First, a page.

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After telling us briefly about the “blessed” ones “who die in the Lord from now on,” Rev. 14:14 says,
14 And I looked, and behold, a white cloud, and sitting on the cloud was one like a son of man, having a golden crown on His head, and a sharp sickle in His hand.
When Jesus was questioned by the high priest as to whether or not He was the Messiah, He said in Matt. 26:64,
64 Jesus said to him, You have said it yourself; nevertheless I tell you, hereafter you shall see the Son of Man sitting at the right hand of power and coming on the clouds of heaven.
According to Dr. Bullinger’s notes on Psalm 8:4 in The Companion Bible, the term son of man “relates to dominion in the earth.” He says also Appendix 98, section XVI,
“This title, when used of Christ, always has the Article …. When used of a human being, as in Ezekiel, it never has the Article….”
When John uses this term in Rev. 14:14 above, there is no article (“the”). This is why the NASB renders it “one like a son of man.” So who is this “son of man”? It is the corporate “son,” the body of overcomers manifesting the nature and character of THE Son of Man, Jesus Christ.
It is the arnion, the little lambs that Jesus said to feed in John 21:15—not the Amnos, who is the Lamb taking away the sin of the world (John1:29). Yet, keep in mind that this corporate “son” includes both Jesus (the Head) and the sons of God (His Body). In a sense, this is a joint work of the New Creation Man that is called to bring righteousness to the earth.
This “son of man” has a crown on his head. Obviously, Jesus Himself is the highest authority, because He was the firstborn from the dead (Col. 1:18). But when the sons of God are raised in the first resurrection to join those who are yet alive, they are like the second-born from the dead. They will have the next highest authority. Authority is based upon the order of birth.
The Apostle Paul wrote just before his martyrdom to his co-worker in 2 Tim. 4:8,
8 In the future there is laid up for me the crown of righteousness, which the Lord, the righteous Judge, will award to me on that day; and not only to me, but also to all who have loved His appearing.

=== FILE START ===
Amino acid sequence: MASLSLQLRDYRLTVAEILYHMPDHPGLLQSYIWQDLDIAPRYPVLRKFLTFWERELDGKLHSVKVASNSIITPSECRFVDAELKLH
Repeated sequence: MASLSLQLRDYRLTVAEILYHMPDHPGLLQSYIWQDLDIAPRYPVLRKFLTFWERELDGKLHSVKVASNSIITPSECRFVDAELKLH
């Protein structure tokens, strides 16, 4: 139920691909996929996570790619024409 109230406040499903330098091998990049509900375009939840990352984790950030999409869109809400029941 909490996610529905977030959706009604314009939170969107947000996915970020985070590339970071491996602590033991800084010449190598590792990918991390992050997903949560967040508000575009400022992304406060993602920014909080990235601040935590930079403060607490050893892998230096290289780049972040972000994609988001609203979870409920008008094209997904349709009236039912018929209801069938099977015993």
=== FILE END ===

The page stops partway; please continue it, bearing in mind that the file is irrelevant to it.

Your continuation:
Paul was speaking of that son of man with the crown of righteousness in Rev. 14:14. It included Paul, and “also to all who have loved His appearing.”
This is also the same “son of man” who carries “a sharp sickle in his hand.” While the Head of this “son of man” is Christ, the hand is part of the body. The Head directs the hand, but the hand actually carries out the work as the executor of His will. The “sickle” is meant to give us a prophetic picture, rather than seeing it as a literal farm instrument. So what is its meaning?
Revelation 14:15, 16 says,
15 And another angel came out of the temple, crying out with a loud voice to Him who sat on the cloud, “Put in your sickle and reap, because the hour to reap has come, because the harvest of the earth is ripe.” 16 And He who sat on the cloud swung His sickle over the earth; and the earth was reaped.
Reaping is done only when the harvest is ripe. In a personal application, each person is ready for harvest at a different point in his life. But in Jesus’ parable in Matt. 13:39, He prophesies that “the harvest is the end of the age.” The point of the “harvest” theme is that God has sown good seed into the earth, but that it takes time for that crop to ripen. One should not try to reap a crop before it is ripe. James 5:7, 8 says,